Integral equation methods have generally been the workhorse for antenna and scattering computations. In the case of antennas, they continue to be the prominent computational approach, but for scattering applications the requirement for large-scale computations has turned researchers' attention to near neighbor methods such as the finite element method, which has low O(N) storage requirements and is readily adaptable in modeling complex geometrical features and material inhomogeneities. In this paper, we review three hybrid finite element methods for simulating composite scatterers, conformal microstrip antennas, and finite periodic arrays. Specifically, we discuss the finite element method and its application to electromagnetic problems when combined with the boundary integral, absorbing boundary conditions, and artificial absorbers for terminating the mesh. Particular attention is given to large-scale simulations, methods, and solvers for achieving low memory requirements and code performance on parallel computing architectures.

  16. Finite rotation shells basic equations and finite elements for Reissner kinematics

    CERN Document Server

    Wisniewski, K

    2010-01-01

    This book covers theoretical and computational aspects of non-linear shells. Several advanced topics of shell equations and finite elements - not included in standard textbooks on finite elements - are addressed, and the book includes an extensive bibliography.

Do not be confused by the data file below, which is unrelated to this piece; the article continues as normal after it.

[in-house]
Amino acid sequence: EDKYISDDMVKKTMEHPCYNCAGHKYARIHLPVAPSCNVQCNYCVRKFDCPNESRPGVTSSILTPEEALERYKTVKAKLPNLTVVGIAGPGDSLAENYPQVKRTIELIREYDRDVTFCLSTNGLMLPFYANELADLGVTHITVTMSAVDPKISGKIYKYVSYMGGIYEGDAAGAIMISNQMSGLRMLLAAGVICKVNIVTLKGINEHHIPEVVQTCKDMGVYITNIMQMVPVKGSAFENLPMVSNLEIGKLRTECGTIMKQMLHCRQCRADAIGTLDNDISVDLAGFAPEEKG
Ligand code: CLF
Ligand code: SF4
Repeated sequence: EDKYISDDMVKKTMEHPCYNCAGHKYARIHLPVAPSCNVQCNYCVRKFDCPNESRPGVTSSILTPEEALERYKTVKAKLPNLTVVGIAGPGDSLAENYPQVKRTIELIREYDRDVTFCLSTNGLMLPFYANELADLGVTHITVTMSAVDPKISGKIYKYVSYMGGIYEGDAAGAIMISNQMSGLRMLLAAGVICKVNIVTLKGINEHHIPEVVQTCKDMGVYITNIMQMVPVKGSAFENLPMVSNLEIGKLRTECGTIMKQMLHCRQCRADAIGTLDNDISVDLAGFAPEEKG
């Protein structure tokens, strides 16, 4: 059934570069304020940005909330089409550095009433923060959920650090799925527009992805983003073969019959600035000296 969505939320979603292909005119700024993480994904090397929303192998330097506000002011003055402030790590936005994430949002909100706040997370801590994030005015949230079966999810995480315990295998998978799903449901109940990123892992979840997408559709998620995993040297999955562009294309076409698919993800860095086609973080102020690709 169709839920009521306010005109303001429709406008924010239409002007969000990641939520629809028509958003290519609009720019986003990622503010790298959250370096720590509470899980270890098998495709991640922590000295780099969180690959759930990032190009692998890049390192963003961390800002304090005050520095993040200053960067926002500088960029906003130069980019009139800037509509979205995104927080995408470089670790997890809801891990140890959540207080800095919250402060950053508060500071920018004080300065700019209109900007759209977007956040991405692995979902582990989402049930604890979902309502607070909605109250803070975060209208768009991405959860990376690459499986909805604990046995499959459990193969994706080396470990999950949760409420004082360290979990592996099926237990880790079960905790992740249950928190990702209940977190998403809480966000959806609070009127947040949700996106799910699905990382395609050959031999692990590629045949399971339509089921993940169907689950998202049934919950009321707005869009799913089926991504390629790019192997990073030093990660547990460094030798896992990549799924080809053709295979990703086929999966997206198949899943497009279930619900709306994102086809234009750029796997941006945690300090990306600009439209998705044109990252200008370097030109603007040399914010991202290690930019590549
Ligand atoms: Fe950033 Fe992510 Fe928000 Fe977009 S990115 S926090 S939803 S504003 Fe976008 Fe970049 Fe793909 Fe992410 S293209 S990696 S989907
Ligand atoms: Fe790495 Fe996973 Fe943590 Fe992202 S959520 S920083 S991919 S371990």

17. A variational multiscale finite element method for monolithic ALE computations of shock hydrodynamics using nodal elements

    Science.gov (United States)

    Zeng, X.; Scovazzi, G.

    2016-06-01

    We present a monolithic arbitrary Lagrangian-Eulerian (ALE) finite element method for computing highly transient flows with strong shocks. We use a variational multiscale (VMS) approach to stabilize a piecewise-linear Galerkin formulation of the equations of compressible flows, and an entropy artificial viscosity to capture strong solution discontinuities. Our work demonstrates the feasibility of VMS methods for highly transient shock flows, an area of research for which the VMS literature is extremely scarce. In addition, the proposed monolithic ALE method is an alternative to the more commonly used Lagrangian+remap methods, in which, at each time step, a Lagrangian computation is followed by mesh smoothing and remap (conservative solution interpolation). Lagrangian+remap methods are the methods of choice in shock hydrodynamics computations because they provide nearly optimal mesh resolution in proximity of shock fronts. However, Lagrangian+remap methods are not well suited for imposing inflow and outflow boundary conditions. These issues offer an additional motivation for the proposed approach, in which we first perform the mesh motion, and then the flow computations using the monolithic ALE framework. The proposed method is second-order accurate and stable, as demonstrated by extensive numerical examples in two and three space dimensions.

  18. Finite element modeling methods for photonics

    CERN Document Server

    Rahman, B M Azizur

    2013-01-01

    The term photonics can be used loosely to refer to a vast array of components, devices, and technologies that in some way involve manipulation of light. One of the most powerful numerical approaches available to engineers developing photonic components and devices is the Finite Element Method (FEM), which can be used to model and simulate such components/devices and analyze how they will behave in response to various outside influences. This resource provides a comprehensive description of the formulation and applications of FEM in photonics applications ranging from telecommunications, astron

  19. Finite element simulation of asphalt fatigue testing

    DEFF Research Database (Denmark)

    Ullidtz, Per; Kieler, Thomas Lau; Kargo, Anders

    1997-01-01